In less than two weeks in January, three mountain lion kittens were struck and killed by vehicles while they were trying to cross busy roads. One was killed on Kanan Dume Road in Malibu and two others were hit on the 126 Freeway in northwest Los Angeles County.
These are just the latest casualties. Wildlife biologists tracking Los Angeles’ fragile mountain lion population have documented 13 cougars killed by vehicles in the last 12 years.
Angelenos have helped save the whales, advocated for elephants and protested to protect wild horses. Where’s the passion for the pumas?
You’d think there would be more concern. There are about 15 adult mountain lions living in the Santa Monica Mountains, but they’re hemmed in by freeways and the ocean. The 15 are not enough to maintain long-term genetic viability, according to Seth Riley, an urban wildlife expert at the Santa Monica Mountains National Recreation Area. Last year, the National Park Service found three kittens born in the mountains that appeared to be the result of inbreeding, which over time can lead to heart problems and defective sperm and can threaten the viability of the population.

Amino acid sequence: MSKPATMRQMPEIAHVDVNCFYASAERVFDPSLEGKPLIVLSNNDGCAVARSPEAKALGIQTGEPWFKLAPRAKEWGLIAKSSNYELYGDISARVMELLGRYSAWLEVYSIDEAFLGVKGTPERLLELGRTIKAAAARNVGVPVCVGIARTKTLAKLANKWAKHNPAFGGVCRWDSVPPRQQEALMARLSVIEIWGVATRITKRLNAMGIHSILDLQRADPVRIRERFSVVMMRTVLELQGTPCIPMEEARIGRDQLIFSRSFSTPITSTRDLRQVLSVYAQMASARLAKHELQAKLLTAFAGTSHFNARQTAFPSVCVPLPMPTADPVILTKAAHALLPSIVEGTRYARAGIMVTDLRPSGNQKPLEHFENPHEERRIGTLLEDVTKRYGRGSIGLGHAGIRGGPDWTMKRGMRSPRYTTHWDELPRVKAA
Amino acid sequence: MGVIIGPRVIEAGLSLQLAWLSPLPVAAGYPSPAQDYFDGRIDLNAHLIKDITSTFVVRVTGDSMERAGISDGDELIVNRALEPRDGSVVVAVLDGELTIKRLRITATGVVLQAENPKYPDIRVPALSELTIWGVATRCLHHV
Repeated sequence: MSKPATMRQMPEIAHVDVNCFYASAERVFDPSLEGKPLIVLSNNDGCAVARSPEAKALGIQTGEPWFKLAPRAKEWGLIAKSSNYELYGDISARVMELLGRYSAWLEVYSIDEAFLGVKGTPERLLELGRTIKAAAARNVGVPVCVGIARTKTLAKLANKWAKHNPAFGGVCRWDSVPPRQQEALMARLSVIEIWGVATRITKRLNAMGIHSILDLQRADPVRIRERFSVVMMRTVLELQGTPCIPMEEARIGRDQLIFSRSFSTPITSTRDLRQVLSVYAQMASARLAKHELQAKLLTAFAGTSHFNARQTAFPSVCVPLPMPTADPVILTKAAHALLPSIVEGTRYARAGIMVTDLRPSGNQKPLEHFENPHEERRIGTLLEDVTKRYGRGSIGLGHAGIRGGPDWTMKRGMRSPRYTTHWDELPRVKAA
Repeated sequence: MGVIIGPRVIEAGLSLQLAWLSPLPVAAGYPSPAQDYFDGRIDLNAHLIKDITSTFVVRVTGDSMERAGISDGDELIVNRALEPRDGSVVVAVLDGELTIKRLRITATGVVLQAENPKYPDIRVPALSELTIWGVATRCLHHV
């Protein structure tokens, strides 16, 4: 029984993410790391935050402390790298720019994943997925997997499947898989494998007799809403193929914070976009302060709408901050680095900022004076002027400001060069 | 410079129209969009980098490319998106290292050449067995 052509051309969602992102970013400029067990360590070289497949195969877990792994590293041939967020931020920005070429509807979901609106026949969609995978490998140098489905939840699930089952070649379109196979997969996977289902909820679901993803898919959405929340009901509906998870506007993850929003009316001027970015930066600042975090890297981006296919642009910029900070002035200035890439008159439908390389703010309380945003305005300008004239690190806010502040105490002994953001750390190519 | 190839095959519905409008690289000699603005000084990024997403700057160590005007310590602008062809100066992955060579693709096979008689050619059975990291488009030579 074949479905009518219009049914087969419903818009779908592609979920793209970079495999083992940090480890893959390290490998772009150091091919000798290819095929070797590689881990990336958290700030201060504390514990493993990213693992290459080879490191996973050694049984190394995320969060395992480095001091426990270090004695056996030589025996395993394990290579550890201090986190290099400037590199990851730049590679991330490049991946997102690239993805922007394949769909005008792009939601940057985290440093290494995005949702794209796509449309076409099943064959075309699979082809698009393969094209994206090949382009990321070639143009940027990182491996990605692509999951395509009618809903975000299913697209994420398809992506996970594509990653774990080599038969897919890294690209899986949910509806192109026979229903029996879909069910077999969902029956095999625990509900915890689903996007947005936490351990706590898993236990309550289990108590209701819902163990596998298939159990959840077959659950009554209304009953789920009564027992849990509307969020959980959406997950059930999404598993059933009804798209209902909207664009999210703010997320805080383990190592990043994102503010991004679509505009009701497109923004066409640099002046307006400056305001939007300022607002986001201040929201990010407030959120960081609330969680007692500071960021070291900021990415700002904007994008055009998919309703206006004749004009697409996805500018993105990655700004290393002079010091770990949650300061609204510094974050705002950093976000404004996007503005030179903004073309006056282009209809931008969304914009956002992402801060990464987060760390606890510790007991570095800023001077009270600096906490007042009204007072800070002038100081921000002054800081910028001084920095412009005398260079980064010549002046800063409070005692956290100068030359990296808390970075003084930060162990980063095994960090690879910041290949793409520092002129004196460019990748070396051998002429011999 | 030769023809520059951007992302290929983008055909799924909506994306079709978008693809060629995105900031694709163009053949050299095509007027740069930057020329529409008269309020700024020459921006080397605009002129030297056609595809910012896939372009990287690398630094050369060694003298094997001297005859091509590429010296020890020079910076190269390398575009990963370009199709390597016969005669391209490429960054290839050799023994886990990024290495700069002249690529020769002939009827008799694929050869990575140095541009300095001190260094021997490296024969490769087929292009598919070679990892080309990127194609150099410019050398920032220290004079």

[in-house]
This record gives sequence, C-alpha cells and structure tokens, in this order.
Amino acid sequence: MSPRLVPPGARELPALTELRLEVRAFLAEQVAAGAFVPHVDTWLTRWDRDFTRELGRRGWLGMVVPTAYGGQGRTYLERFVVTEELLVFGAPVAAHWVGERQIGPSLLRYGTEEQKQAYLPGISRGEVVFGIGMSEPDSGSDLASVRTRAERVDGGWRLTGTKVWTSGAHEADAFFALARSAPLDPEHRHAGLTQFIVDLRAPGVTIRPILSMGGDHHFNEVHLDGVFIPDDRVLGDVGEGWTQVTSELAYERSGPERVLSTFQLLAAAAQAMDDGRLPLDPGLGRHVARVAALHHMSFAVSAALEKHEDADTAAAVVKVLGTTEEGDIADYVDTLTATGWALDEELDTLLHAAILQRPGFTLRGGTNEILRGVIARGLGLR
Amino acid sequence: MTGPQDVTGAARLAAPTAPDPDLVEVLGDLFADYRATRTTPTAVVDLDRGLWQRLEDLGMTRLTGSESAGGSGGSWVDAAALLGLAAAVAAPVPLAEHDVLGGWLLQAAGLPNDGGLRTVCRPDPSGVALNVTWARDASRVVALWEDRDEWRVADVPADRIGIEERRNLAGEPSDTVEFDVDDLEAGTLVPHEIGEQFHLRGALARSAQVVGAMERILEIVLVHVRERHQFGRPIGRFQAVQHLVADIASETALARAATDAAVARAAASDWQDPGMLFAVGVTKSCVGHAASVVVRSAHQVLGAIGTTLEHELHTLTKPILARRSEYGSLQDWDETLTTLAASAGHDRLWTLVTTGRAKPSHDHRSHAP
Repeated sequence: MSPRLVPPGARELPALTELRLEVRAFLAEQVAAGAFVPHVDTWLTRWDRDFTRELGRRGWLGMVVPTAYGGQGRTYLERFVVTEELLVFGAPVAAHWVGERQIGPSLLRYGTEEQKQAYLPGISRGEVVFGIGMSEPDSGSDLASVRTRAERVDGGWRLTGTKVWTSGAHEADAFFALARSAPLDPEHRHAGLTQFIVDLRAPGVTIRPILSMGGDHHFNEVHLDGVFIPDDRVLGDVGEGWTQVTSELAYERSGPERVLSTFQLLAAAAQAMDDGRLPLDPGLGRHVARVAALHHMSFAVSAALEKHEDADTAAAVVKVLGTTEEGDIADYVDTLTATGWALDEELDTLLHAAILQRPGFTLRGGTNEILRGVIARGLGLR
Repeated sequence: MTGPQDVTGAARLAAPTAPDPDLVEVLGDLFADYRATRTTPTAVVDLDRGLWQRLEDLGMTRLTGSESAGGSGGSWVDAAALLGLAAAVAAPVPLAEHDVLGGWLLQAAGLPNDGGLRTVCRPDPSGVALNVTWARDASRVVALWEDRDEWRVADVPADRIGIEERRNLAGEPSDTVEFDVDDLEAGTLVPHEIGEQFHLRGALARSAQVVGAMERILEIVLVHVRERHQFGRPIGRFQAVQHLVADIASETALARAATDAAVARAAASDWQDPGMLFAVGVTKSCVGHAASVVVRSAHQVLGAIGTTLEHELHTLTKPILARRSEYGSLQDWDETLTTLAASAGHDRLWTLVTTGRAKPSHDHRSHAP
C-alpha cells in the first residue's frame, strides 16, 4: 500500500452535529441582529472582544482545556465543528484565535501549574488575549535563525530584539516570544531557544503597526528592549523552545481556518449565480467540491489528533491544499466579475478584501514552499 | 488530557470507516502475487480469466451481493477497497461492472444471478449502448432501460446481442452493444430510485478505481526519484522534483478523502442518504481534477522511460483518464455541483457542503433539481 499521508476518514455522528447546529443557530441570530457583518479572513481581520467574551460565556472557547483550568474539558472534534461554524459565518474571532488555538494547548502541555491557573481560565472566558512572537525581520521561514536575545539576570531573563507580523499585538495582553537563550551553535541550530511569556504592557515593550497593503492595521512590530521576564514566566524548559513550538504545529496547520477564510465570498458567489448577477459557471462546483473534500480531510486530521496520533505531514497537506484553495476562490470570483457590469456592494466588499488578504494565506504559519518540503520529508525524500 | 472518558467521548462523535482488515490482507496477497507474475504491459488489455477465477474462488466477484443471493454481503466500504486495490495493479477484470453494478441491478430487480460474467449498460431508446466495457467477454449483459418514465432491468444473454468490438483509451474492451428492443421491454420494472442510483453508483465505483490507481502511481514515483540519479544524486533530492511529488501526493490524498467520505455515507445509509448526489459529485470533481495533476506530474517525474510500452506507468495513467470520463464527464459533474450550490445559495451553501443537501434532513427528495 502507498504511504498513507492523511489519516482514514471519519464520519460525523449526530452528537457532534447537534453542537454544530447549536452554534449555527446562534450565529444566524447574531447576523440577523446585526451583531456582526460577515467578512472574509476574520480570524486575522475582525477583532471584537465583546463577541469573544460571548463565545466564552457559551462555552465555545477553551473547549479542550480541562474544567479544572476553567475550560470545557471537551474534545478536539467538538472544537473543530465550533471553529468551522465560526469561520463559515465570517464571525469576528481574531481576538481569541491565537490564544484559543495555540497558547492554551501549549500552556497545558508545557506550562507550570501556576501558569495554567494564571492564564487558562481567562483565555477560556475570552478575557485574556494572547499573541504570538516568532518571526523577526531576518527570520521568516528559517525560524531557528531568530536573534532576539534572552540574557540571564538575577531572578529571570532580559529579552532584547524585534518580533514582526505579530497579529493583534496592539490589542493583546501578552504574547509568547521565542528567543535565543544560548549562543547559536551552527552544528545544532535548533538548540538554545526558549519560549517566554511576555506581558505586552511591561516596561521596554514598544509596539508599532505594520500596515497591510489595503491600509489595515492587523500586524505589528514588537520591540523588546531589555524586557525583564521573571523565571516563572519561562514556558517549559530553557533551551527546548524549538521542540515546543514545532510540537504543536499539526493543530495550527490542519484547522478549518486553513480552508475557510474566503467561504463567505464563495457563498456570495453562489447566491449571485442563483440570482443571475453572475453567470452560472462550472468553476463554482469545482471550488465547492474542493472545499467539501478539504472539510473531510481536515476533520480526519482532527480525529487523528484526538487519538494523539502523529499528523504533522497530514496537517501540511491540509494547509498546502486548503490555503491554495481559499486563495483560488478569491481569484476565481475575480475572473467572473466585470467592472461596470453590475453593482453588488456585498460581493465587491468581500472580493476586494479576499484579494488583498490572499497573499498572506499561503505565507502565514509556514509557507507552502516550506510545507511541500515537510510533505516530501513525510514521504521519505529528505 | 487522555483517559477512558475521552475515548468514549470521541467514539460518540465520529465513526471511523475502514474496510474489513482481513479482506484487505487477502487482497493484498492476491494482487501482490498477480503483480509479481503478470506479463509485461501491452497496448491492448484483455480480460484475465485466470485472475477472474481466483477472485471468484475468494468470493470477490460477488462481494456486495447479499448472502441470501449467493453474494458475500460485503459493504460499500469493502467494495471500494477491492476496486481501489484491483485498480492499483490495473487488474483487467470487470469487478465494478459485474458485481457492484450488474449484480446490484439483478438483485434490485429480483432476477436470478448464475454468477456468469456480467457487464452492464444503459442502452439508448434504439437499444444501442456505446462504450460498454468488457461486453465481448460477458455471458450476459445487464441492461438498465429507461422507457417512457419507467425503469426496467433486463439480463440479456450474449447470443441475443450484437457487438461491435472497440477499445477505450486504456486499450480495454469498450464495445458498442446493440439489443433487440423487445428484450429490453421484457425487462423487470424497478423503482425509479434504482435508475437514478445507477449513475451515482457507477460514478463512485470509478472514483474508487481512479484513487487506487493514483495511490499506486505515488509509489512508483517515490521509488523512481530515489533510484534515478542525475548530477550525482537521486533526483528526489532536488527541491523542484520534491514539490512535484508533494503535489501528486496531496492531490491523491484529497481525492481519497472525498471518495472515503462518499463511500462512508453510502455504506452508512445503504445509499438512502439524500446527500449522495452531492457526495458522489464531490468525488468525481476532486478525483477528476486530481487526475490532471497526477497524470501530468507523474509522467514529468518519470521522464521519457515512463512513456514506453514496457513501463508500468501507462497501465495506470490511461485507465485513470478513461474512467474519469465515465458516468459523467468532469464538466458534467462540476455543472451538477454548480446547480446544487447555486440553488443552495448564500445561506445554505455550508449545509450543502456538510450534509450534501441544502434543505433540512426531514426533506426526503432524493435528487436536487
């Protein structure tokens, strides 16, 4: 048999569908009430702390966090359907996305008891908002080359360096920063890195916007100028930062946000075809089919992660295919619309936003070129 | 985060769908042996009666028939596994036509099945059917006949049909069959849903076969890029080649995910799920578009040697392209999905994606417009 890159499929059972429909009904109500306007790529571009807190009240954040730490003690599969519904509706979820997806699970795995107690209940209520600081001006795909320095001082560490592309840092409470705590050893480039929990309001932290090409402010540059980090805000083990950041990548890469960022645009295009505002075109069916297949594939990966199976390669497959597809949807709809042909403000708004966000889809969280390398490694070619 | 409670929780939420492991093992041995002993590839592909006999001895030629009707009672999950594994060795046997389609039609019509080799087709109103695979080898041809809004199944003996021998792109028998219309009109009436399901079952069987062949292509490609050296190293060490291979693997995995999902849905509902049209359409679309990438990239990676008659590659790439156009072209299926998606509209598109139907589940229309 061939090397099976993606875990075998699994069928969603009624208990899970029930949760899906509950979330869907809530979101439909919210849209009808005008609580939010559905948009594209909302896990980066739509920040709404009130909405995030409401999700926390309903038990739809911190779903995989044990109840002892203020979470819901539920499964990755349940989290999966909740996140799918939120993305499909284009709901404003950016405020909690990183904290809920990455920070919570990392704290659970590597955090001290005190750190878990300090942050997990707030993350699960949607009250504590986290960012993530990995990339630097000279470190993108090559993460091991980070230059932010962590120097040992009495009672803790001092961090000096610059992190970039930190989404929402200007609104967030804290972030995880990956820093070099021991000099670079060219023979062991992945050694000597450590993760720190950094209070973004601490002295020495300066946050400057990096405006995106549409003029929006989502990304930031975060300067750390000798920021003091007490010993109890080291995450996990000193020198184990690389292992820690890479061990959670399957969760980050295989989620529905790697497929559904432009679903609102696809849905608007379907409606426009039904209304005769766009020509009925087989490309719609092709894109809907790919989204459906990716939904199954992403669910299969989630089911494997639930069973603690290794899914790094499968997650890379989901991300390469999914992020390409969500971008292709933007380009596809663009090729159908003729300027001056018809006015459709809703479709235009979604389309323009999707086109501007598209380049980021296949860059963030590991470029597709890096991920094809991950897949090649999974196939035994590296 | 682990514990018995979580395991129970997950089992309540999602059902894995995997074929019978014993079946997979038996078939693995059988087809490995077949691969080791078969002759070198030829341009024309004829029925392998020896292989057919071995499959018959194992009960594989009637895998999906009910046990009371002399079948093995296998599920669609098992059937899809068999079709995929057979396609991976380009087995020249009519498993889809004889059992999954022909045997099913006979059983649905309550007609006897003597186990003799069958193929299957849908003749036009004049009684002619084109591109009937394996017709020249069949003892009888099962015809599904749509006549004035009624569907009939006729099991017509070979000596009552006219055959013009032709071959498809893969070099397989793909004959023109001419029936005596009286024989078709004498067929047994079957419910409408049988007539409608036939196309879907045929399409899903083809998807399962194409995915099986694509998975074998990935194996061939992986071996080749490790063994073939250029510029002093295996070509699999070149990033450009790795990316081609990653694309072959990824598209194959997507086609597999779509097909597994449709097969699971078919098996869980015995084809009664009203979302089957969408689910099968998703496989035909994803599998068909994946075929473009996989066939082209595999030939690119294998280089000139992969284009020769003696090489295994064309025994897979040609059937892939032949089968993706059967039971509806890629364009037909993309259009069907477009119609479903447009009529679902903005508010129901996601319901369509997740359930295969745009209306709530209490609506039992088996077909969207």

For more than a decade, the Park Service and wildlife scientists have pushed for a $10-million tunnel under the 101 Freeway in Agoura Hills, so wildlife from the Santa Susana Mountains could mingle with wildlife in the Santa Monica Mountains. Last year the federal government rejected a funding request for the crossing. There’s a study underway to determine whether a tunnel, overpass or some other means of bypass would be appropriate. But nobody knows how to pay for the project, and there’s real concern that the study will languish, with no action taken.
The mountain lions need a lobbyist or some advocates to storm Sacramento and Washington to drum up greater support for their preservation. Maybe California could adopt a specialty mountain lion license plate to raise money for wildlife crossings.
In Los Angeles, we’re lucky that it takes only a short drive on the freeway to experience the Santa Monica Mountains and wild, open nature. But we don’t often think about the impact of that proximity.